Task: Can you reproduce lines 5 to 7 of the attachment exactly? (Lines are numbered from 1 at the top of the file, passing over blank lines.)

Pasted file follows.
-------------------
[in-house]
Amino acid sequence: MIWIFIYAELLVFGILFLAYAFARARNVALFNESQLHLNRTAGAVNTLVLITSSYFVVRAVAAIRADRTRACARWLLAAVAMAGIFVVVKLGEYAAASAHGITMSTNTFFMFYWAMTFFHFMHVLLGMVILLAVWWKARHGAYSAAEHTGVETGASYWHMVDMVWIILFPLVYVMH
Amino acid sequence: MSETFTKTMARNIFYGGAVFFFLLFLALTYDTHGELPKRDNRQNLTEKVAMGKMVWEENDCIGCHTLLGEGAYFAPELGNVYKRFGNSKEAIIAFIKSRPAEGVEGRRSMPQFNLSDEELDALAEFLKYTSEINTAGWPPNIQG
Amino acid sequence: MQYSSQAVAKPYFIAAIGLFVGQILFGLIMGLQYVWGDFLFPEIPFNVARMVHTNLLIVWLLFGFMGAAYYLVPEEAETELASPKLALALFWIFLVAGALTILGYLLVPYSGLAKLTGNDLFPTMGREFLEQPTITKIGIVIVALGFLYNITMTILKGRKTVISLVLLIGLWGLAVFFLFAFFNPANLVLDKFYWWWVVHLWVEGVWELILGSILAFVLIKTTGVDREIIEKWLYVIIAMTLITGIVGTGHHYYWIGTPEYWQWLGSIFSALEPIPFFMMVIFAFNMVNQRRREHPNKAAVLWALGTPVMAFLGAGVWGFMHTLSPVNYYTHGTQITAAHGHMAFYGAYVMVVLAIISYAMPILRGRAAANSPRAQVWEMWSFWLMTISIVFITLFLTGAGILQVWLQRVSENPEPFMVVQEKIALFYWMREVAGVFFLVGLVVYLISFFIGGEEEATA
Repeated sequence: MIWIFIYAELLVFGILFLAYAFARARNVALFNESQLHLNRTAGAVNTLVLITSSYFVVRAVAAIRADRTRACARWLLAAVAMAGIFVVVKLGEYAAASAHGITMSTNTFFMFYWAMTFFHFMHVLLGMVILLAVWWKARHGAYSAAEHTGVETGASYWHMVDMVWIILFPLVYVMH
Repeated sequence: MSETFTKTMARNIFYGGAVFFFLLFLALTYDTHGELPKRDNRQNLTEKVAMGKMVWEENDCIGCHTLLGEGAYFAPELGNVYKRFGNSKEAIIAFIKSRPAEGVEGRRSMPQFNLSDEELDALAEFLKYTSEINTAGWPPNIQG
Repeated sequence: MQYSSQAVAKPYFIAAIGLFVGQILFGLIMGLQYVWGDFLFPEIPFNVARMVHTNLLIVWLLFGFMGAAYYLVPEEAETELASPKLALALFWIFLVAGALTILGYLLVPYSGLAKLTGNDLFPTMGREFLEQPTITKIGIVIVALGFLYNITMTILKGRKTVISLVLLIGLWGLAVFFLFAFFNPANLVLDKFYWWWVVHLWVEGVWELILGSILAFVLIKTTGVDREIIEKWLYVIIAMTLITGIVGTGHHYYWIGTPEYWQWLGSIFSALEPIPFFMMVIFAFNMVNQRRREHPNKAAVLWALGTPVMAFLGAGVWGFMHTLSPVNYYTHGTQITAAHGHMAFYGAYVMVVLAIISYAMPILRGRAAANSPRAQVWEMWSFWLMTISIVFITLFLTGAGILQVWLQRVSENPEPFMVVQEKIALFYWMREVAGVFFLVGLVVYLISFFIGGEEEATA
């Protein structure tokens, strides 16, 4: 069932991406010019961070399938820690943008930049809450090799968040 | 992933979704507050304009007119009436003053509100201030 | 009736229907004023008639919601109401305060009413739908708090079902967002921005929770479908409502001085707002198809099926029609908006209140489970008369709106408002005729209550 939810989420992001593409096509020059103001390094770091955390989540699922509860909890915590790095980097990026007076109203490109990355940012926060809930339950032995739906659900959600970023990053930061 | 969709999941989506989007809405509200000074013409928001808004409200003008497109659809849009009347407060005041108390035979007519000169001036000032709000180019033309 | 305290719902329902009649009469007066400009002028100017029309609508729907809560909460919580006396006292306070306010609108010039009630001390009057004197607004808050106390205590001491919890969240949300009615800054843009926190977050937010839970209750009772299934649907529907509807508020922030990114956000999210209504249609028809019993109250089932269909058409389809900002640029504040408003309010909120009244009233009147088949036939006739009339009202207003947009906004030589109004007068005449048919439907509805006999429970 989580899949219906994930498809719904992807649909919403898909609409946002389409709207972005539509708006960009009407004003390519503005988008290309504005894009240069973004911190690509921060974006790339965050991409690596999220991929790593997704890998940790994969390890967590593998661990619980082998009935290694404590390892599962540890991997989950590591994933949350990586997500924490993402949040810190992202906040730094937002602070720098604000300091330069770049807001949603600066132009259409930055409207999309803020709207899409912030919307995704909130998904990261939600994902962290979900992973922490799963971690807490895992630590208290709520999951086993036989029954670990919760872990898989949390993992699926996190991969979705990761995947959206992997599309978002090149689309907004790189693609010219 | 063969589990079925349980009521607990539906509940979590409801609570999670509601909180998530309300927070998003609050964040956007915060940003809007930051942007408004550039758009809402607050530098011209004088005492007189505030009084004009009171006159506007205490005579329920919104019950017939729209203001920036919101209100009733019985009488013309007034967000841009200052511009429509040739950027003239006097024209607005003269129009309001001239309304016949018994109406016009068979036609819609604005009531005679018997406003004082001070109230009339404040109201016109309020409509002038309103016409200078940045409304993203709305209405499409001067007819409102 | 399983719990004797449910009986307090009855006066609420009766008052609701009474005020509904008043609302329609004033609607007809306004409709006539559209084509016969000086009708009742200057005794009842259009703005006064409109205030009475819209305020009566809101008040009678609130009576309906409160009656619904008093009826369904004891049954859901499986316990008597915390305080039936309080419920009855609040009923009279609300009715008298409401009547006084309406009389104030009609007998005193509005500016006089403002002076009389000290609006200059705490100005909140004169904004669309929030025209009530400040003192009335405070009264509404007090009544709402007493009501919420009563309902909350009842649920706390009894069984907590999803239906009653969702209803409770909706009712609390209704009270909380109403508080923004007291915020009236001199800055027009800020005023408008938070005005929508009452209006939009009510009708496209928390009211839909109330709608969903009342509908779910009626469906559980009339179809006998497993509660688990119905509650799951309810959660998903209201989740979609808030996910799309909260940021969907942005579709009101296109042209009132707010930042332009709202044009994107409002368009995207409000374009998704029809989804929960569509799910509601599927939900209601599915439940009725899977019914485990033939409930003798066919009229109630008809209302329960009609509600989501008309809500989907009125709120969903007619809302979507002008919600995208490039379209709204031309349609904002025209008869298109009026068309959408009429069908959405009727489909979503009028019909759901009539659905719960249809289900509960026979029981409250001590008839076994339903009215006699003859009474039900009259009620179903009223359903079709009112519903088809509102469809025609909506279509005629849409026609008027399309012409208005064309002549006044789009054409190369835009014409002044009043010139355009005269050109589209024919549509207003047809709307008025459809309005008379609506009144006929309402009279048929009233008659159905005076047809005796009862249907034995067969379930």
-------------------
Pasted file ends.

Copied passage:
Repeated sequence: MIWIFIYAELLVFGILFLAYAFARARNVALFNESQLHLNRTAGAVNTLVLITSSYFVVRAVAAIRADRTRACARWLLAAVAMAGIFVVVKLGEYAAASAHGITMSTNTFFMFYWAMTFFHFMHVLLGMVILLAVWWKARHGAYSAAEHTGVETGASYWHMVDMVWIILFPLVYVMH
Repeated sequence: MSETFTKTMARNIFYGGAVFFFLLFLALTYDTHGELPKRDNRQNLTEKVAMGKMVWEENDCIGCHTLLGEGAYFAPELGNVYKRFGNSKEAIIAFIKSRPAEGVEGRRSMPQFNLSDEELDALAEFLKYTSEINTAGWPPNIQG
Repeated sequence: MQYSSQAVAKPYFIAAIGLFVGQILFGLIMGLQYVWGDFLFPEIPFNVARMVHTNLLIVWLLFGFMGAAYYLVPEEAETELASPKLALALFWIFLVAGALTILGYLLVPYSGLAKLTGNDLFPTMGREFLEQPTITKIGIVIVALGFLYNITMTILKGRKTVISLVLLIGLWGLAVFFLFAFFNPANLVLDKFYWWWVVHLWVEGVWELILGSILAFVLIKTTGVDREIIEKWLYVIIAMTLITGIVGTGHHYYWIGTPEYWQWLGSIFSALEPIPFFMMVIFAFNMVNQRRREHPNKAAVLWALGTPVMAFLGAGVWGFMHTLSPVNYYTHGTQITAAHGHMAFYGAYVMVVLAIISYAMPILRGRAAANSPRAQVWEMWSFWLMTISIVFITLFLTGAGILQVWLQRVSENPEPFMVVQEKIALFYWMREVAGVFFLVGLVVYLISFFIGGEEEATA